“Our study shows that there is still a long road ahead before there is a democratic system for all shareholders in European markets,” says Peter Montagnon, director of investments at ABI. In his view, if companies make progress along this road, they will avoid the risk of being subjected to stricter regulations, such as those in effect in the U.S. “The key to achieving this goal is to respect the rights of shareholders, and develop just one market for [all] European shares,” he adds. Jean-Nicolas Caprase, a partner of Deminor, is not confident that companies will react quickly. “There are many exceptions to the principle of ‘one share, one vote,’ and the situation is changing too slowly,” he says.


José Luis Álvarez, assistant dean of the Instituto de Empresa, argues that minority shareholders’ ability to take action is the principal weapon for avoiding the abuse of power by groups that are in control. “The fundamental thing is to improve the functioning of shareholder groups because that is one of the only places where corporate directors are weak,” says Álvarez, an expert on corporate affairs.


Justifications and Exceptions


Salas defends the idea of approaching this from the viewpoint of self-regulation. However, he recommends “prescribing norms that, while maintaining the liberty of companies, also protect the interests of minority shareholders. When companies issue shares, they should be obligated to inform shareholders, in a totally transparent way, about the relationship between control over corporate earnings (where the equality principle applies) and control over decision-making (where there may be a lack of compliance because voting is weighted.) This relationship derives from the statutory norms that each company establishes when it issues its shares. Once a company has gone public, any changes in relevant statutes must be approved by the general meeting of shareholders. At that time, if a change is approved by a majority, the company should offer to buy out its dissident shareholders, offering them a fair price.”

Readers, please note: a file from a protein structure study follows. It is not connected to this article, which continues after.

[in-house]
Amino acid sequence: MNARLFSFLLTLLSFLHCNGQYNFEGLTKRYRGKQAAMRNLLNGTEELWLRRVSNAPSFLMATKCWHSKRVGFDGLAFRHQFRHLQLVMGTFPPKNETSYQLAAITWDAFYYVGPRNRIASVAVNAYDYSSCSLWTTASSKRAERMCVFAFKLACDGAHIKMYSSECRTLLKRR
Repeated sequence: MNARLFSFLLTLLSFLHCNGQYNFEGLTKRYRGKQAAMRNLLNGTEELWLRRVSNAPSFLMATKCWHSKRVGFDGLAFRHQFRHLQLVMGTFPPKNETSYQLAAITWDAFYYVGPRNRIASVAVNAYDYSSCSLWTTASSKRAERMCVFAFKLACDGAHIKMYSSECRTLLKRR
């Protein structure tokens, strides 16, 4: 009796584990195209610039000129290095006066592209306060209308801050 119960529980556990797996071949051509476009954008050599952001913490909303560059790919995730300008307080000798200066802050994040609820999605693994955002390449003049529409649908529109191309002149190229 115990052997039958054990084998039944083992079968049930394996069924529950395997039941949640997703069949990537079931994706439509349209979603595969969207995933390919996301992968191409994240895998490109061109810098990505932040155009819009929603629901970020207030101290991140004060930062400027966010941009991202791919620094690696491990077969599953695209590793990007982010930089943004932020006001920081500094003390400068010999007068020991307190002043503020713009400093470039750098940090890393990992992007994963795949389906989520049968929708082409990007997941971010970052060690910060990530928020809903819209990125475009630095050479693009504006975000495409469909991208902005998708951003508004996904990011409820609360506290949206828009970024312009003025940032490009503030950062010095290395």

Companies defend their rights to continue concentrating additional voting rights in just a few hands. They say this practice gives stability to their company’s shares, and prevents speculation [in their shares]. However, Alvarez wonders “if we should ask ourselves if insiders are more truly owners than minority shareholders are, from a business point of view. After all, in many cases, minority shareholders invest today and sell tomorrow. We should even ask ourselves if they are owners in terms of their commitment.”


Thanks to a 1959 law, the German state of Lower Saxony controls 20% of the voting rights in Volkswagen, despite the fact it owns only 14% of the automaker’s shares. To guarantee shareholder stability in the company, 80% of all votes were required for adopting important decisions. In addition, the law set a 20% limit on the voting rights of any single shareholder. In effect, this guaranteed that no shareholder has a greater voice than Lower Saxony. Although this regulation might have made sense 47 years ago, it has been condemned by Brussels, which believes that the state is using the original justification to guarantee its control over the company.